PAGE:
New Fuels – 1

Global Challenges/Chemistry Solutions

New Fuels Part 1

 Did You Know?

  • Biofuels are not new. Henry Ford designed the “Tin Lizzie” to run on alcohol, while Rudolf Diesel’s engine could run on peanut oil.
  • New fuels must be liquid fuels to power the 230 million motor vehicles on today’s roads.
  • There are many different types of biofuels, including ethanol, biodiesel, green gasoline, and designer hydrocarbons.
  • In 2007, the United States consumed 6.5 billion gallons of ethanol were mixed into the domestic supply of 142 billion gallons of gasoline.

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A magazine for high school students

  • Do You Want Biodiesel with That? (April 2005)
    It’s the environmentally friendly alternative fuel made from almost any vegetable oil—even from old oil used to cook French fries.
  • Bacteria Power (April 2004)
    Stinky mud + water + graphite rod + wire = power?!!! That’s right. What’s missing is the amazing, naturally occurring bacteria that make it all possible.

Chemical Abstracts Service (CAS®)

SciFinder®, a research tool produced by CAS (a division of the American Chemical Society), found 384 references published this year on the topic of using biomass for producing biofuels. Further analysis of the references demonstrates the current research interest in developing pathways to sustainable biofuels from non food sources such as forest and crop residues, municipal waste, algae, etc. and the increasing focus on biotechnology solutions for optimizing processes such as conversion of biomass to sugars.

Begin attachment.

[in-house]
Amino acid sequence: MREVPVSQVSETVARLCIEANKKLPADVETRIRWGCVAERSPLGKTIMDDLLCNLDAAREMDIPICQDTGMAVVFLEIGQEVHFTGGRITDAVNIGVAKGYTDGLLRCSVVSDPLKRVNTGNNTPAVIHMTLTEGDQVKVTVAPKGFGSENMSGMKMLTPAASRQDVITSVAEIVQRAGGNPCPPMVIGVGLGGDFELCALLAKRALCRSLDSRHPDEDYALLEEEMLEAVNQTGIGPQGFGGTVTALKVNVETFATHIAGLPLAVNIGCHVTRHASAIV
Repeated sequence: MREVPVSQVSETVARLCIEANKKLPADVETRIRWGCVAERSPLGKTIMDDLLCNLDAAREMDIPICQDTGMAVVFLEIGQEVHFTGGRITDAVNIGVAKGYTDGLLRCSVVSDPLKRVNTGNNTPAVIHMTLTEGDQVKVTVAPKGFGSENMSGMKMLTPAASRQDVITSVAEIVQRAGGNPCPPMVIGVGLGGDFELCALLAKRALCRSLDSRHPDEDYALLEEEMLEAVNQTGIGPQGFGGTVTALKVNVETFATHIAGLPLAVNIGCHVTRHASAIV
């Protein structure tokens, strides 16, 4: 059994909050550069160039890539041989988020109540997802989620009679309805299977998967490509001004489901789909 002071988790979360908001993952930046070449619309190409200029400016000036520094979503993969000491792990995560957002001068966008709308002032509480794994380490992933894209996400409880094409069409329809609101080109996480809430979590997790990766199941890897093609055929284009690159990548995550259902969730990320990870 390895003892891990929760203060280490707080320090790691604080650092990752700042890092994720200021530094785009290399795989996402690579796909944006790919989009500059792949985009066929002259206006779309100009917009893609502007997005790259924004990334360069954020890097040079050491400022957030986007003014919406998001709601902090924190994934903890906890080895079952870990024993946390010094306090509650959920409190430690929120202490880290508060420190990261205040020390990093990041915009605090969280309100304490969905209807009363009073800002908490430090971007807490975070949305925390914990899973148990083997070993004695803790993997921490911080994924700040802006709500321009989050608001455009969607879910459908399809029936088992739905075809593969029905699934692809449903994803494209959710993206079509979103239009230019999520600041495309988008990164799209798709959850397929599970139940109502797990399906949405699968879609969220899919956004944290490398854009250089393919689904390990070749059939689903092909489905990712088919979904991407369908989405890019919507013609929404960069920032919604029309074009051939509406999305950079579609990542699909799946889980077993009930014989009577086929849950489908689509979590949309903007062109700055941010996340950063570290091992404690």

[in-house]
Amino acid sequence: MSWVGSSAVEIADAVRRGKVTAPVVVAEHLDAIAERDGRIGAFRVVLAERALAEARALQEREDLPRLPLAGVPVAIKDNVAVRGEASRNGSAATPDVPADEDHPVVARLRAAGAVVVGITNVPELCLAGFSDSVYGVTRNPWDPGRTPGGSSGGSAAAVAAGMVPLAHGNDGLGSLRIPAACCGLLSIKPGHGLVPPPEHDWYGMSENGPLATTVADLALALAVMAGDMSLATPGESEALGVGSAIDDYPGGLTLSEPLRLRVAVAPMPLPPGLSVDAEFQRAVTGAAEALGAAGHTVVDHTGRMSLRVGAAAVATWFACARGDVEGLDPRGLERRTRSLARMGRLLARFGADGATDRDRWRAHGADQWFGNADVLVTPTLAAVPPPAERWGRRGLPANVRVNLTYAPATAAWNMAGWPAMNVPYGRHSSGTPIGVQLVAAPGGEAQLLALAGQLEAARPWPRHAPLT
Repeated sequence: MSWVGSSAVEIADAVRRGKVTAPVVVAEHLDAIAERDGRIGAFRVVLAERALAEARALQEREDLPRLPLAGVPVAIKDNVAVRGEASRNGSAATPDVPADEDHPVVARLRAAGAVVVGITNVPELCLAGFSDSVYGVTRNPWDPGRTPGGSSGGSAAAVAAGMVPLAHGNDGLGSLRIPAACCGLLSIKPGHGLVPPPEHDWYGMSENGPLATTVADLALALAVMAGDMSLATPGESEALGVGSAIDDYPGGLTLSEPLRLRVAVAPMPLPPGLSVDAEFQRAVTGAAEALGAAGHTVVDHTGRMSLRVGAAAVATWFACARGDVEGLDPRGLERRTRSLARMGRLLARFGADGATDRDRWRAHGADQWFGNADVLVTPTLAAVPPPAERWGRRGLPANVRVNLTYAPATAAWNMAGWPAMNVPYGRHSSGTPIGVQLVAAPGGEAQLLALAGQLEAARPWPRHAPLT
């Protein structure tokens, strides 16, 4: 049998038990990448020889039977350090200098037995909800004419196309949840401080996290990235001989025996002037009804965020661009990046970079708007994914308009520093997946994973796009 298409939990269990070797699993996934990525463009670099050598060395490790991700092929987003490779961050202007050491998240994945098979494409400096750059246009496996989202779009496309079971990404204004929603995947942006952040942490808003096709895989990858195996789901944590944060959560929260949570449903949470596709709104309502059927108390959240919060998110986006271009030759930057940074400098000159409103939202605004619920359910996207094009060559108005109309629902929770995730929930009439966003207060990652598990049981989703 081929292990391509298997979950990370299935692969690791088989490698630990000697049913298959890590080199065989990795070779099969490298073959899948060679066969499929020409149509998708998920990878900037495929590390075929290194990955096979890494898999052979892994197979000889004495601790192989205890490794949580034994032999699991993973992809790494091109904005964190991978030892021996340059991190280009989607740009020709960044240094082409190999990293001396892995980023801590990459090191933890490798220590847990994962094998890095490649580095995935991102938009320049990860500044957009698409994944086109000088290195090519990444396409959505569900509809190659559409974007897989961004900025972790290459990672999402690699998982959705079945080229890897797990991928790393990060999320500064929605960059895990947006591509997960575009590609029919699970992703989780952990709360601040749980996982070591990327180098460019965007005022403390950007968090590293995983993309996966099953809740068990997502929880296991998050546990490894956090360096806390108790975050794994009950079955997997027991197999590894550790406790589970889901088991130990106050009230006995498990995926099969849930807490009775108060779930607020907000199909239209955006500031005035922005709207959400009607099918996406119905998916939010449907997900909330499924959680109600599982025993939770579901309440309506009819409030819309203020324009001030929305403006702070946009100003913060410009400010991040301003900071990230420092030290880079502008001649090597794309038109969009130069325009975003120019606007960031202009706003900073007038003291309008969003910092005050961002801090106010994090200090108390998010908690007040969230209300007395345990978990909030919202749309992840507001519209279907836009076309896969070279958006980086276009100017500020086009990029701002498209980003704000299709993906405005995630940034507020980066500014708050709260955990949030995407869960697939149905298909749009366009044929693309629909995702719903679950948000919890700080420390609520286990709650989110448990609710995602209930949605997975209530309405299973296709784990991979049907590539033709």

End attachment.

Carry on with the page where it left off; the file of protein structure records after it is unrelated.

The CAS databases cover references from more than 10,000 major scientific journals and 57 patent authorities worldwide.

ACS Policy Statements and Briefings

In the News


  • Hundreds of books have been written in the past few years about biofuels. These books offer an amazing variety of opinions and viewpoints. Information on many of these books is available from the Library of Congress,

Sources for this podcast

Other Resources

Meet the Scientists

Amid growing concern about high gasoline prices, global warming, and limited resources of petroleum, scientists and engineers around the world are on a quest for new fuels —alternatives to conventional petroleum, natural gas, and coal. On their radar screens are new sources of familiar old ethanol that do not strain the food supply and futuristic fuels like “green gasoline” and “designer” hydrocarbons.
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